It’s a Wonderful Life (Really?)

By Rinaldo Brutoco   |   May 28, 2020

The American Film Institute honored Frank Capra by selecting his movie It’s A Wonderful Life as the Most Inspirational Film of all time. It was a great pick. Not only has it become a “Christmas Classic” for decades, but Frank Capra is quoted as saying it was his favorite film of all the incredible classics he directed. Roger Ebert summed it up this way:

“This was the first movie he made after returning from service in World War II, and he wanted it to be special – a celebration of the lives and dreams of America’s ordinary citizens, who tried the best they could to do the right thing by themselves and their neighbors.”

Living through the current pandemic and economic depression “trying to do the right thing by (ourselves) and our neighbors,” we have begun analyzing our bittersweet experiences. We miss the human connection many of us took for granted until it wasn’t automatically available. We miss the ease of popping into our favorite restaurant, and are hoping many of our restaurants and independent shops will make it through this crisis and permanently reopen. We miss going to the theater, and for some of us, we miss going to church on Sunday. We miss the fluidity of travel, domestic and foreign, and the chance to visit our favorite gym or spa wherever located. We miss bringing home bags of groceries without having to sterilize them. We miss our favorite coffee hangouts – even if we can get the java, the experience is simply not the same. Most of all, we miss the sense of security that “all will be well” and that this pandemic will end before it “gets” our friends, family members, or acquaintances. We miss waking up without being told that over 100,000 Americans have died and the daily drumbeat of death. We miss what we took for “normal” and know it will never return, even when things do get better.

So much for the “bitter,” what is “sweet” about this “stay at home” situation? Well, the same thing that came to life in fictional Bedford Falls in It’s A Wonderful Life is coming into clearer view every day: it’s our relationships. It’s those relationships in personal and business matters that we celebrate now more than ever, just as George Bailey (Jimmy Stewart) came back from his brush with suicide to discover that all the relationships he had built were the real currency of success and joy the film celebrated.

I’m blessed to have many business and personal relationships. As this column is the World Business Academy’s “Perspectives” on business and society, I’ll confine my remarks to business relationships, knowing most of you could probably teach me a lot about building better and stronger personal relationships. Hopefully, you’ll send in Letters to the Editor sharing how you value those personal relationships that you see with renewed clarity in our currently “locked down” world.

From a business relationship perspective, I am so blessed to be able to trust my longtime business associate and CFO for more than 35 years, Ray Afshordi. Similarly, I have enjoyed an unusually close business relationship for over a decade with my extremely competent attorney Mike Schley. The same is true of my relationship with our independent CPA, Maeda Palius. And, most importantly, is the relationship I have with the dedicated local physician, Dr. Robert Mathis, who has gone “above and beyond” in the current pandemic. I could name innumerable other professional relationships but I think you understand my point: it is the relationships we have that create meaning, and ultimately value over time.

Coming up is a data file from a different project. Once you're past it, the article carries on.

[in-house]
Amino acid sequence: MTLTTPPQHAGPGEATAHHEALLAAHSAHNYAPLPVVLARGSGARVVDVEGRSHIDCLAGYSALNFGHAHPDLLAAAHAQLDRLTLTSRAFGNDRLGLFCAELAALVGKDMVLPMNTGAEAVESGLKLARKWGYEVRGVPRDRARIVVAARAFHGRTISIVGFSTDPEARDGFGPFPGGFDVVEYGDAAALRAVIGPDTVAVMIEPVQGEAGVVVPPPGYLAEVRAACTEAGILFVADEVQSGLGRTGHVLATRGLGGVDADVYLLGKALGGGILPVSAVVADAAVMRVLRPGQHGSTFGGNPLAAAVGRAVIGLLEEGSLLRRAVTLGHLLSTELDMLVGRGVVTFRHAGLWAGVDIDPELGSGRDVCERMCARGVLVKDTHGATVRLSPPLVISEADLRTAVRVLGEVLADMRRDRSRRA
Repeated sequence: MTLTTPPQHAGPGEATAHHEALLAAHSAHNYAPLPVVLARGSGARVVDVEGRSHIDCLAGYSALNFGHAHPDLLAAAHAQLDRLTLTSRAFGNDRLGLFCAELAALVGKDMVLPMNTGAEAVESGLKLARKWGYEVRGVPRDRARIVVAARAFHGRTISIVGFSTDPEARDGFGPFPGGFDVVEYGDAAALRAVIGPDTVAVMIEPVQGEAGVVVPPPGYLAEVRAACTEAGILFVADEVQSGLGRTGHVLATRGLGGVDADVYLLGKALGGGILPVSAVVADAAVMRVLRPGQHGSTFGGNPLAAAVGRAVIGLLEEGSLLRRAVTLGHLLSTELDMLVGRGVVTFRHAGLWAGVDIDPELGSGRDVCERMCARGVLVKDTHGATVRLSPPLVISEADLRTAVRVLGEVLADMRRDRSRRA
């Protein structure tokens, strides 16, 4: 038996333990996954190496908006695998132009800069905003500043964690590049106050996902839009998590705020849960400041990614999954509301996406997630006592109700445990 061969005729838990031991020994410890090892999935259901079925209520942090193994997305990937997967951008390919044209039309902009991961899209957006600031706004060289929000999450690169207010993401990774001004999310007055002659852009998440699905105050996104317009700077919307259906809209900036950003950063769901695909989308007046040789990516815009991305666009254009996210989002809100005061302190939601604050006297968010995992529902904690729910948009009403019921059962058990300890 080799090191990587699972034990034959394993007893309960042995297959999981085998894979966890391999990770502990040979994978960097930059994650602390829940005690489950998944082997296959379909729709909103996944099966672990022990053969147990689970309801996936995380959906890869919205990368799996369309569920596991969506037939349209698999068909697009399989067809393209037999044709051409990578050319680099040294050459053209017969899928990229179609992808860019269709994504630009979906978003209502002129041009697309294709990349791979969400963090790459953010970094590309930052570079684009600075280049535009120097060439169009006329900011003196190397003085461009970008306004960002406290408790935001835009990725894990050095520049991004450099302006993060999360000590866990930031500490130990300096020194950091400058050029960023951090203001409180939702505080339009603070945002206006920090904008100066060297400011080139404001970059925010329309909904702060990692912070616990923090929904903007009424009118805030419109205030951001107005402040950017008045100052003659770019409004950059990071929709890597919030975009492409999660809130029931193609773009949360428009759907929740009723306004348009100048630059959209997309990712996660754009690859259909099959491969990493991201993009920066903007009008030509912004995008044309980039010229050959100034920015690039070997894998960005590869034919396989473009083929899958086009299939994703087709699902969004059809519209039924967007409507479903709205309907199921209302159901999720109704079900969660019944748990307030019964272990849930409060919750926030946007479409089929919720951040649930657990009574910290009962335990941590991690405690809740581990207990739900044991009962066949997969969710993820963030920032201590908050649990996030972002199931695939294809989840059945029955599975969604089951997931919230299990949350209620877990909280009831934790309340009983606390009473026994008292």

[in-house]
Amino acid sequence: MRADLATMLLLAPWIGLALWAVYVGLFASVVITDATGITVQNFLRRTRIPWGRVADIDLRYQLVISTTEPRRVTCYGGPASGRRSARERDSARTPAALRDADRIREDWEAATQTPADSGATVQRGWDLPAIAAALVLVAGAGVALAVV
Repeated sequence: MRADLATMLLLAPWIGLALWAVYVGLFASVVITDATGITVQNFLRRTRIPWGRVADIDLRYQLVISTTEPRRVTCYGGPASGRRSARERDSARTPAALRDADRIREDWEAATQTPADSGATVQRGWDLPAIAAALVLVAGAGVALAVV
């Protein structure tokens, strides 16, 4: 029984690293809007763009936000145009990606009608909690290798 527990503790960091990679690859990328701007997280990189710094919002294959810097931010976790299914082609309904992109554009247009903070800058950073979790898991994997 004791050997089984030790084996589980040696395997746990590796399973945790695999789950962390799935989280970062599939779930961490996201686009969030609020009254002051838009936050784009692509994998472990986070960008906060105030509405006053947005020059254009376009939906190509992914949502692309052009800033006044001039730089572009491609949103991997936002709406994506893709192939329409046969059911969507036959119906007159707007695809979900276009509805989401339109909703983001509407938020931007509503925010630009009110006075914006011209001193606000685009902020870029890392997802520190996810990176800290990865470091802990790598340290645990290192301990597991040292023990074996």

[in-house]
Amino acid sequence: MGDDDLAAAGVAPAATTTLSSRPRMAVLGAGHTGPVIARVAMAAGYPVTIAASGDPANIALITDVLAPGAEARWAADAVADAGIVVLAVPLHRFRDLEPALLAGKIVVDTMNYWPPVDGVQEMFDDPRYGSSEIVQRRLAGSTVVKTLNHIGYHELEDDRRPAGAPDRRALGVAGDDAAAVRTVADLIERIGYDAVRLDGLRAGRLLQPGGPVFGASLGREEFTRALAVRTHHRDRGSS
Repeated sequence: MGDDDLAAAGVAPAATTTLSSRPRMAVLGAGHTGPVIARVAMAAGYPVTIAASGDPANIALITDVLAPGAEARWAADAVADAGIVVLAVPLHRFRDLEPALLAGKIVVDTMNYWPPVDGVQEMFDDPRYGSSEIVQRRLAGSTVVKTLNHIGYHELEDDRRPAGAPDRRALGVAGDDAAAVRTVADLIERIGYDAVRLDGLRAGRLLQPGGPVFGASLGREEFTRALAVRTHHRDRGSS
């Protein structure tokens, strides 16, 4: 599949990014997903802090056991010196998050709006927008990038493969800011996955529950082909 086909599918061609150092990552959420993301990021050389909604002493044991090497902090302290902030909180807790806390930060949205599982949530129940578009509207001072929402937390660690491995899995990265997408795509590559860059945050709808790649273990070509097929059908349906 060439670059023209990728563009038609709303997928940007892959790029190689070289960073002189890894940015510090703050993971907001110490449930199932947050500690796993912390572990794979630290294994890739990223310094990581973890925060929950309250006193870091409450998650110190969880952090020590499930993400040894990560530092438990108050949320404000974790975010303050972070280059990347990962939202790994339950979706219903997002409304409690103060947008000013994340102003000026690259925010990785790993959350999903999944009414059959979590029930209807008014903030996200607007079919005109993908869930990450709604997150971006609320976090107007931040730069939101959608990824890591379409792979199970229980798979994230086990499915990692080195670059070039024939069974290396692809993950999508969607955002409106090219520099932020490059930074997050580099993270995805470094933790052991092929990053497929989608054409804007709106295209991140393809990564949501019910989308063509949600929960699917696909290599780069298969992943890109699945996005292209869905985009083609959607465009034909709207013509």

I recently experienced one of those relationships working incredibly well. It started with meeting Jason Wilson, Sr. VP at American Riviera Bank, more than a year ago. I had numerous deposits with several financial institutions to get to know what I could expect of them. I spent a full 18 months researching this vital question, because my banking relationship is one of the most critical I require for the smooth operation of my business even in “good times.” I shared my conclusion that American Riviera would be my best bet for a bank because what I value most in a banking relationship is the relationship! I shared my view of that and asked Jason just one question: was American Riviera a place where I could expect them to get to know me before anything went wrong so they could respond quickly and effectively in relying on the relationship we would have built up? He replied that building relationships with their customers was the primary goal of American Riviera. I immediately moved all of my accounts there.

A little over a month ago, one of my comptrollers was the victim of a $34,000 wire fraud. We reported it to our insurance agent, Mike Brashears, with whom we have had a great relationship for a decade, and who picked up the phone after hours. He immediately called the Bank’s Senior VP Andy Cheung who was home sick with COVID-19 but picked up his cell phone at 9:30 pm to take Mike’s call. He didn’t wait to get paperwork for me to sign in order to protect the Bank if anything went wrong. Instead, he called Tino Garcia in the wire department so the transfer could be stopped at the Eastern bank when they opened up the next morning. Their prompt action on my behalf resulted in the wire being stopped in the nick of time. Two days later we received all the money back. Here are two observations: 1) Jason clearly told me the truth in that very first interview; and 2) like George Bailey in my favorite movie, this story ends with the celebration of all the relationships George created that saved his savings and loan, saved his marriage, and even saved his life… and, recaptured the money.

As we “shelter at home,” let’s remember how fortunate we are to have personal and business relationships here in Santa Barbara which conclusively proves it is A Wonderful Life after all.


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